That theory, attributed to Hitler and promoted by his chief propagandist, Joseph Goebbels, is this: If you tell a lie big enough and keep repeating it, people eventually come to believe it.

Here, this lie has worked so well that even the CCP, which never admitted anything other than mail delivery from the past, has realized that it can be used to its advantage.

For locked into the current skewed invocation of the “1992 consensus” is the question of how the Chinese Civil War ended and the Rashomon effect that pervades all future explanations.

In the fantasies of some people, the invocation of the “1992 consensus” suggests and even justifies that the Chinese Civil War never ended. Or it proposes that it ended in a kind of draw with each side having its own controlled area and interpretation of who won.

This answers the question as to why Su felt it necessary to invent the term eight years after 1992.

The year 2000 was the year that the Democratic Progressive Party (DPP) won Taiwan’s presidency for the first time.

Since the DPP was a political party in opposition to the KMT, like any freely elected party, it would have its own thoughts on the nation’s future. Many commentators speculate that Su invented the term to lock Taiwan’s future presidents and/or political parties into the nebulous and often misinterpreted “one China” principle, a different inglorious remnant of that civil war.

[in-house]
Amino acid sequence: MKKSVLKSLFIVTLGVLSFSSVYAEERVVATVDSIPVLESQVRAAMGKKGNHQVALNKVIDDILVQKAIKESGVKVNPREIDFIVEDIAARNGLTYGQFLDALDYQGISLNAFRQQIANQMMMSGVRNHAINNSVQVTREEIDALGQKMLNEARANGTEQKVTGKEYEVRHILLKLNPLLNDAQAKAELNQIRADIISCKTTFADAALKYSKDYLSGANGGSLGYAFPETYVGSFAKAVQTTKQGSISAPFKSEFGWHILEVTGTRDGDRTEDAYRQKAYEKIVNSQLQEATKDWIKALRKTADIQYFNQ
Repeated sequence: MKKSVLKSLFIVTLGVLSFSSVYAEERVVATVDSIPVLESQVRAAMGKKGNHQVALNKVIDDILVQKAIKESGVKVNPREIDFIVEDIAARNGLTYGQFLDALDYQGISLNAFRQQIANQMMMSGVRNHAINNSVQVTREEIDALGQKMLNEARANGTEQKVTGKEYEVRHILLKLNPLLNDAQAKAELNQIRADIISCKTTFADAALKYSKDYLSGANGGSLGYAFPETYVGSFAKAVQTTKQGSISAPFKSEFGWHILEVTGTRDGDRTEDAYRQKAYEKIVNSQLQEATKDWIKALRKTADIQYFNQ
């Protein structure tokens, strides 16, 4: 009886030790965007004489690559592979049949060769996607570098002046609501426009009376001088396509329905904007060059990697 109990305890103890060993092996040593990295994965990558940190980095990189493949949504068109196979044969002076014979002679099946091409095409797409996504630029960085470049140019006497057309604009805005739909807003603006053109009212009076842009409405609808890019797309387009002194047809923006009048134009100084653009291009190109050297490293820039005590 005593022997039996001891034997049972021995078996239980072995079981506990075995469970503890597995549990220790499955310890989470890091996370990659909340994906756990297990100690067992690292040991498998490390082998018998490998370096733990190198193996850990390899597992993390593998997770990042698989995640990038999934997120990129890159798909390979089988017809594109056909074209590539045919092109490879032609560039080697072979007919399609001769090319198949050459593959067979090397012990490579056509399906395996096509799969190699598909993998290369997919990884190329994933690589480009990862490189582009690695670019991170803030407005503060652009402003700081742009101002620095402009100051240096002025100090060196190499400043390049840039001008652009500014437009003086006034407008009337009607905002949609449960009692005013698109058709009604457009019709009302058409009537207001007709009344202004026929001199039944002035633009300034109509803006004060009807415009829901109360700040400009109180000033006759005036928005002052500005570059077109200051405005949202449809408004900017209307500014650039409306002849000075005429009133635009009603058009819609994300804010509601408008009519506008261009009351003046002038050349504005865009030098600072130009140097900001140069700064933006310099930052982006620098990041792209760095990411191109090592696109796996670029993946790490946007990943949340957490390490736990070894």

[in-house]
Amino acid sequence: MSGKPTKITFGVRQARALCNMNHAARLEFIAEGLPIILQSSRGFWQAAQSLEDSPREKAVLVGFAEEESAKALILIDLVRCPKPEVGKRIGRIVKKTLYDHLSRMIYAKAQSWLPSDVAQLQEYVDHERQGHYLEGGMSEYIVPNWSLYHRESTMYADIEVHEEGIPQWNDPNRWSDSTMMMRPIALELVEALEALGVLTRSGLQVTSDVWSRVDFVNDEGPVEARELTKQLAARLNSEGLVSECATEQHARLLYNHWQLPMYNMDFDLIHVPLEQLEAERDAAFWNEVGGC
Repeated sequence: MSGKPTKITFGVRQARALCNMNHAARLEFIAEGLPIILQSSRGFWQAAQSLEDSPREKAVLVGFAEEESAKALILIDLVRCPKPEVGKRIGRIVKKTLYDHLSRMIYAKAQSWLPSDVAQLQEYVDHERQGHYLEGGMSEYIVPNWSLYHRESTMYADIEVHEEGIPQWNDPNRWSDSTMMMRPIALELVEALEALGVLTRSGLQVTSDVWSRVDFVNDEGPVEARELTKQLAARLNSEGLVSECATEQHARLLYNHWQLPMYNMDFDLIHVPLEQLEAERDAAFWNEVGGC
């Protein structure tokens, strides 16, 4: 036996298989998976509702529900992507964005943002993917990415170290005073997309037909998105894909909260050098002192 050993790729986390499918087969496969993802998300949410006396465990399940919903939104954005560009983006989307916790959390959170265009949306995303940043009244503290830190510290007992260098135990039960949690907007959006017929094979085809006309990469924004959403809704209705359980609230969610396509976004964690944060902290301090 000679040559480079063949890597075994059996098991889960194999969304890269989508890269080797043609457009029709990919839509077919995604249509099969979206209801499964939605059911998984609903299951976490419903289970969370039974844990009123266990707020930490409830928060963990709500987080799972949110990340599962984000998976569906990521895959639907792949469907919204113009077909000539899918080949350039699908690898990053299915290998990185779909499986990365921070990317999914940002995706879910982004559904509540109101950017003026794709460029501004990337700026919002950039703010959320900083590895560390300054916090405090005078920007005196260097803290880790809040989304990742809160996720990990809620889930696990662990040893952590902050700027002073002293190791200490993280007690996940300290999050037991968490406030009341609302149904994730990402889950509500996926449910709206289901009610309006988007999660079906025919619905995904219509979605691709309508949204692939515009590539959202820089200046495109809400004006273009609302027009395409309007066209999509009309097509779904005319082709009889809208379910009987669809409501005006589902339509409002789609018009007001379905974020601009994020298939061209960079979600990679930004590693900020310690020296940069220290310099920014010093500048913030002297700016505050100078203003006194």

The “1992 consensus” as the KMT attempts to voice it today never existed. All that existed was talk between two one-party state advocates — the KMT and CCP — about how to exchange mail and find mutual agreement on certain credentials. As the two organizations talked, the KMT sensed it was about to embark on a new perilous period where it could no longer rely on one-party state control over Taiwan.

Admitting to the reality of this “consensus fabrication” does not mean that talks cannot continue or that there cannot be a possible future consensus between the two sides of the Taiwan Strait.

It does, however, indicate that from this point on, all sides must face the truth that a democracy exists in Taiwan and so at least a minimum of three parties have to participate in any push toward consensus — the CCP, the DPP and the KMT.

This is the situation that the KMT finds itself in. Instead of trying to justify its actions by a bogus past consensus, it is time for the KMT and even the CCP to face the reality that any consensus must include Taiwan’s democracy.

In pursuing this consensus, all must also eventually deal with the thorny issue of interpreting what the “one China” principle means to each and how it fits in.

So if you hear someone bandying about the term “1992 consensus,” you can run through the following scenarios:

First, they might be uninformed or ignorant of 1992.

Second, they might have heard the “big lie” and easily became part of it.

Third, they might be part of the propaganda machine that wants to spread the big lie.

And fourth, they might just be unable to face the need for negotiations over any consensus.

Whatever the case, do not encourage their ineptitude.

Jerome Keating is a writer based in Taipei.


Source: Taipei Times - Editorials 2015/06/27